Golf is a game fraught with peril. The torque generated when swinging a golf club can torture the lower back. The repetitive stress involved in smacking the ball may induce the tendonitis known as medial epicondylitis, or golfer's elbow. The beers im bibed on the course might lead to comic yet hazardous tumbles from the golf cart.
Some 11 years ago I noted in this space that bad golfers face additional hazards, ahem. Because their errant tee shots force them to wander into high grass or forest, duffers are more likely to get the tick-borne disease ehrlichiosis fever, chills and the shakes are particularly problematic while putting [see "He Shoots, He Scars"; Anti Gravity, October 1997]. But now medical researchers have identified a hitherto unrecognized danger lurking on the manicured tee boxes of golf courses around the world: hearing loss.
My playing partners are always at risk for auditory problems, what with me screaming "Fore!" (and other four-letter words) at the top of my lungs so often and so close to them. But the recently revealed hearing issues are related to a technological advance now commonly employed by avid amateurs everywhere the humongous driver, the head of which looks like it should be tested for steroids. When that monster club smashes the ball, the sound produced is "like a gun going off." That's what one golfer said about his gigantic driver, anyway. The constant ka-blam degraded his hearing and led to bouts of tinnitus (the high-pitched whining that sounds like it's caused by the insects in the woods with you as you search for your ball but isn't). Research on the hard-of-hearing hacker appears in the December 17, 2008, British Medical Journal.
The driver is also known as the stupid stick, because you're stupid for thinking that after slicing the ball into the trees the first 13 times you teed off with it, the 14th time will be different. (If not for the four short par-3 holes on most courses that require a less powerful club for tee shots, you could be stupid a perfect 18 times.)
The particular stupid stick in question here is the King Cobra LD thin-faced titanium driver. A typical driver 30 years ago had a thick stainless-steel face on a head about the size of Fred Funk's fist. The King Cobra has a head about the size of Padraig Harrington's head. (Or possibly Mark Calcavecchia's cranium, Greg Norman's noggin or even John Daly's dome.)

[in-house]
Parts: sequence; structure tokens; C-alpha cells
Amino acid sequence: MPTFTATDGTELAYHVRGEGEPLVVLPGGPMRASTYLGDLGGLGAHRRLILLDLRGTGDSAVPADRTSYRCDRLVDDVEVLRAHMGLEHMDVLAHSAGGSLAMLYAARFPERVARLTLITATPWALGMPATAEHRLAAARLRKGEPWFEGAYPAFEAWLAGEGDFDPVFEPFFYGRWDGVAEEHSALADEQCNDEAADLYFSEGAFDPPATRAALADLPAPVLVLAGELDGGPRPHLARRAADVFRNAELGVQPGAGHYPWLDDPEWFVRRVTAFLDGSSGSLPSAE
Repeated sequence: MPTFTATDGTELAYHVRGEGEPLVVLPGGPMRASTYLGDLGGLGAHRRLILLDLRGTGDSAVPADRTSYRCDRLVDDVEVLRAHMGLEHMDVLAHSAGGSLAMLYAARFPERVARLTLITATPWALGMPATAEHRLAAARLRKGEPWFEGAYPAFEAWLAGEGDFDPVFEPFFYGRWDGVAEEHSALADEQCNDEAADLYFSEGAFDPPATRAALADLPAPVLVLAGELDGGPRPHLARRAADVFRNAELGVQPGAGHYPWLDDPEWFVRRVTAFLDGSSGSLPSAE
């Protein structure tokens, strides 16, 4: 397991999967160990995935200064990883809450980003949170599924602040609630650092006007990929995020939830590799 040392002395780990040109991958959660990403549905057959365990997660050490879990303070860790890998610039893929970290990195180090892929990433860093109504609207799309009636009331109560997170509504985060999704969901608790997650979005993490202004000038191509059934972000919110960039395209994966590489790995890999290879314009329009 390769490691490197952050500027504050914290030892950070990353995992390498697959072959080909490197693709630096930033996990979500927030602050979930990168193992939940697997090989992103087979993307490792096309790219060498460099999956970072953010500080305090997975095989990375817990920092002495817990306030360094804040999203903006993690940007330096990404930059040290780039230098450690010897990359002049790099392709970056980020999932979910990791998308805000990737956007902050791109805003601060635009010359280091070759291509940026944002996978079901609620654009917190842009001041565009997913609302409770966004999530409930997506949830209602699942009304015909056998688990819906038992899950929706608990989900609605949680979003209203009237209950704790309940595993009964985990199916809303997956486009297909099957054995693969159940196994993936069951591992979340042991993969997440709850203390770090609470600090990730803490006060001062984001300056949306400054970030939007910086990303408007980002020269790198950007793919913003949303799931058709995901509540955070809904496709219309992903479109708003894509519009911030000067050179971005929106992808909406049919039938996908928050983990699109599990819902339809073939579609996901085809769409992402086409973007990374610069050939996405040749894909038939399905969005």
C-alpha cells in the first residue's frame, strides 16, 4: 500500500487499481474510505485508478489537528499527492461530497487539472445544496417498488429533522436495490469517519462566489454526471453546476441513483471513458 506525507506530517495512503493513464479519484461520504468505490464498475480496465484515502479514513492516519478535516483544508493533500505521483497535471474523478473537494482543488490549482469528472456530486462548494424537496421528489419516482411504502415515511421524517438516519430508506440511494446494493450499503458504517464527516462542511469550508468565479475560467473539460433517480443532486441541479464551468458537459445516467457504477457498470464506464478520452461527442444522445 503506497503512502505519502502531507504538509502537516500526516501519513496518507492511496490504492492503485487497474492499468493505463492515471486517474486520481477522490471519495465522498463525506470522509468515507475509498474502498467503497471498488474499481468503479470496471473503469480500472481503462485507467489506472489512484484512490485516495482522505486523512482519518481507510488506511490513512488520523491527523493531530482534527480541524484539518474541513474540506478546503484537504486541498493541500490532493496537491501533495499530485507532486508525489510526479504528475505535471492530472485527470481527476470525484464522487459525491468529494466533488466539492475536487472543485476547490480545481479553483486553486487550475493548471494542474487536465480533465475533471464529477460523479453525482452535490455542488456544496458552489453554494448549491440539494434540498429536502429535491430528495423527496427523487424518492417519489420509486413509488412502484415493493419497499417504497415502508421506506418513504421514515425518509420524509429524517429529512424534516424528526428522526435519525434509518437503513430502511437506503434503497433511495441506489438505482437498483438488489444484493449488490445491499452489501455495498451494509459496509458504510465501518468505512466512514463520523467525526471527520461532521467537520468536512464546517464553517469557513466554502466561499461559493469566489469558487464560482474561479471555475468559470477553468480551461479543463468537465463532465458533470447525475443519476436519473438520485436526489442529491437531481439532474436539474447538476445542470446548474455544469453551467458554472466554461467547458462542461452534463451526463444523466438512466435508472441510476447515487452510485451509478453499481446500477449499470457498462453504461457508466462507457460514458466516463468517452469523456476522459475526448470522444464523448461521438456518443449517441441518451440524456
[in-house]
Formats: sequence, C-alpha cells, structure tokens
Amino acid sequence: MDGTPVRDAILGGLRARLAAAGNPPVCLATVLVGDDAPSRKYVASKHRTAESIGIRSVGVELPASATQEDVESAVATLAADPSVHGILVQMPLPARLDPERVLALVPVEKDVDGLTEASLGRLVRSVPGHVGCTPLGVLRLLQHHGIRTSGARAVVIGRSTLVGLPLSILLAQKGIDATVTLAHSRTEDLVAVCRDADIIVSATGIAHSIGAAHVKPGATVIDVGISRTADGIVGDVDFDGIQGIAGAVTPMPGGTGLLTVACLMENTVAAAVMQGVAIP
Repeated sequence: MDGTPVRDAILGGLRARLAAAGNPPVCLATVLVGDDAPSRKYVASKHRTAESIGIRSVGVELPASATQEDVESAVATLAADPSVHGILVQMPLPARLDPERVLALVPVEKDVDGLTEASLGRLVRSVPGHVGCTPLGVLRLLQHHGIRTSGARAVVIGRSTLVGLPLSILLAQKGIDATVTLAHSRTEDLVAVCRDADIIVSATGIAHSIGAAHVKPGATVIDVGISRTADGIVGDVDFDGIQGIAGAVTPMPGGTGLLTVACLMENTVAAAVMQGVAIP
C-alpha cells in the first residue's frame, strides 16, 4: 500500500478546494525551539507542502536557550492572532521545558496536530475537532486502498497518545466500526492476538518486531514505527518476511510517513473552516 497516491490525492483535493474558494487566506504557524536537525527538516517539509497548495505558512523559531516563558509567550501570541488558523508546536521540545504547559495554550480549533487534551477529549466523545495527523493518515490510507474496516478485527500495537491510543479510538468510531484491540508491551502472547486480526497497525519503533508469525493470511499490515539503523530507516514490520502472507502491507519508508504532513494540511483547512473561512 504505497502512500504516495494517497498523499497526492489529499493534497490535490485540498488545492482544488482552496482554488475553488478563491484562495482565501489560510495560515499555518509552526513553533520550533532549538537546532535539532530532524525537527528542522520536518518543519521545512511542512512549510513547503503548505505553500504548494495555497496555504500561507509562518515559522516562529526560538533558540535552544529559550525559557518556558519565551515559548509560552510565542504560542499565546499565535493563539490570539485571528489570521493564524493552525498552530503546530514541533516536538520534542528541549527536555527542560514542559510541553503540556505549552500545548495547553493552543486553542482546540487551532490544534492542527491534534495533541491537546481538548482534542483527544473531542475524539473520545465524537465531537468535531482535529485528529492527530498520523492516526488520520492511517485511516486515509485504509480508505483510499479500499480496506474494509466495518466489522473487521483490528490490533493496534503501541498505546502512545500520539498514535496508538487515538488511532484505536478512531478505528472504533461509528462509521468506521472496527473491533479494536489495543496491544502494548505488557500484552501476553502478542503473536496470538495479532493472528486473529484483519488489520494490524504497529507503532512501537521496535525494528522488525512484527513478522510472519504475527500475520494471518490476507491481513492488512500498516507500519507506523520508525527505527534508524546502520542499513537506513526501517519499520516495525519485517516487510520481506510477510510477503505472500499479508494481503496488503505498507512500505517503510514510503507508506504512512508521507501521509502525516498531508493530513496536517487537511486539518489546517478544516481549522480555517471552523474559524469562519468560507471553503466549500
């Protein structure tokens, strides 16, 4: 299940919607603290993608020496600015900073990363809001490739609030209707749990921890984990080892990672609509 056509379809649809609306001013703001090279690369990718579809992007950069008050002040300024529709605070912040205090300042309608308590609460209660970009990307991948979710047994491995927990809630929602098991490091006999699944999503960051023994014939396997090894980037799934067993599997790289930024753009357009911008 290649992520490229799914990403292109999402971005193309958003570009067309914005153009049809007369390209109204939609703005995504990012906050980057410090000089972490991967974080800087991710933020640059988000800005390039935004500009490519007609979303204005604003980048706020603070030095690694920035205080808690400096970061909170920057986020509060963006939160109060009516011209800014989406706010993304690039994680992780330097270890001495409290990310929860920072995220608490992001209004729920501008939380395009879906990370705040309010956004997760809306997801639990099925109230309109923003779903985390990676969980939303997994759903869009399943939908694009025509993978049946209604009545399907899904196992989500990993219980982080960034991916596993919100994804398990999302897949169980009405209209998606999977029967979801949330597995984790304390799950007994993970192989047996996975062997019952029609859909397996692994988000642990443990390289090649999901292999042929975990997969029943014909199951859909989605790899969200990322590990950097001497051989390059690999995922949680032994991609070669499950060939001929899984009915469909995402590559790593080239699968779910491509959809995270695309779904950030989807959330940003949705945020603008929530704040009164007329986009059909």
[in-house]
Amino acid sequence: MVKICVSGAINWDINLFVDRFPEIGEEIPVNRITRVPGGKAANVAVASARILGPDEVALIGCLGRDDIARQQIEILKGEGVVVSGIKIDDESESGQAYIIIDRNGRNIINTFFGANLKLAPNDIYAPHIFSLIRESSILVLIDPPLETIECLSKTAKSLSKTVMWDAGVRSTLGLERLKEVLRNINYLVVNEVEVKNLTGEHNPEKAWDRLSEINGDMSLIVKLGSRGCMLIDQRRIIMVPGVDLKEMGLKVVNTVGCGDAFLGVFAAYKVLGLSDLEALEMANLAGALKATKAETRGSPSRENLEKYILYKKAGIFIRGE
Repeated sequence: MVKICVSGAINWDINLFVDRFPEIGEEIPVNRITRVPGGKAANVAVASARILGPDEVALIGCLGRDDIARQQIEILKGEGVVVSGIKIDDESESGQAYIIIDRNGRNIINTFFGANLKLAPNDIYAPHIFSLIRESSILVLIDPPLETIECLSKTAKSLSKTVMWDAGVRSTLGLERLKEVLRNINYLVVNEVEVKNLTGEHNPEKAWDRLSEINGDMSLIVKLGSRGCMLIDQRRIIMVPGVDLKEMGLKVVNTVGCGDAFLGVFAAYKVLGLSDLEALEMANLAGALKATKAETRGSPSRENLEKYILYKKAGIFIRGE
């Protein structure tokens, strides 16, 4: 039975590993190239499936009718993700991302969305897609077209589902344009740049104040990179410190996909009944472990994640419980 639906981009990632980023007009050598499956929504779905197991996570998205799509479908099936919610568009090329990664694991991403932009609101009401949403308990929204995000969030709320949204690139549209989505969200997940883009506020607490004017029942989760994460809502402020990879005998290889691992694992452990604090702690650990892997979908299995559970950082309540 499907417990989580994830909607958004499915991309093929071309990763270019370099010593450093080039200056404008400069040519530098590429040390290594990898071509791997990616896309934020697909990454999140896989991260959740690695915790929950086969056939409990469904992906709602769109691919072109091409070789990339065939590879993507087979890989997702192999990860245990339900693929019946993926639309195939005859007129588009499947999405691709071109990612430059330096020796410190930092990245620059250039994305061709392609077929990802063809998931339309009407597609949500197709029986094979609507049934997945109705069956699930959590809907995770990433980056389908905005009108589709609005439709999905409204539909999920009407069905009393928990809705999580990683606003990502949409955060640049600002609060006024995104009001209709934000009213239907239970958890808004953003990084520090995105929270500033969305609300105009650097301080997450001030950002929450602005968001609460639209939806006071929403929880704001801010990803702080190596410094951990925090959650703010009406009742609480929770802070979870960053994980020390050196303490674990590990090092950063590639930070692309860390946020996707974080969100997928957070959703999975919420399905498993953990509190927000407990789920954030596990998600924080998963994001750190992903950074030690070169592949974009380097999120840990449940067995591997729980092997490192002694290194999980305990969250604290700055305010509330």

The study's authors searched the Internet for corroborating anecdotal reports about the driver's sound and found comments such as "Drives my mates crazy with that distinctive loud BANG sound" and "Not so much a ting but a sonic boom which resonates across the course!" Indeed, about 112 decibels sprang forth from the King Cobra LD in tests cited in the BMJ report. (A club called the Ping G10 topped 120 decibels, if you're really looking to rattle the clubhouse windows.)
The U.S. Golf Association's official rules put an upper limit on the coefficient of restitution (COR), which is not a measure of how much money you owe your buddy after betting a Nassau with an automatic press (IOU).* Wikipedia helpfully explains the science and cultural importance of COR: "The ratio of velocities before and after an impact.... The coefficient of restitution entered the common vocabulary, among golfers at least, when golf club manufacturers began making thin-faced drivers with a so-called 'trampoline effect' that creates drives of a greater distance as a result of an extra bounce off the clubface."
The CORs of the King Cobra and other nonsanctioned drivers are so high the clubs should come with a label warning "not to be used by small children as an actual trampoline." Anyway, the excessive COR helps to create the explosive noise. Which, to some golfers, is its own reward. One Cobra owner's Internet comment was, "I don't mind the loud BANG as it sounds like the ball goes a really long way." It sounds long. Hey, it's not called the stupid stick for nothing.
*Clarification (4/16/09): This sentence has been edited since posting. It originally stated that the King Cobra LD driver is illegal in U.S. Golf Association (USGA)–sanctioned competition. Although the British Medical Journal report cited found the driver’s coefficient of restitution to exceed the USGA limit, the USGA currently considers it acceptable.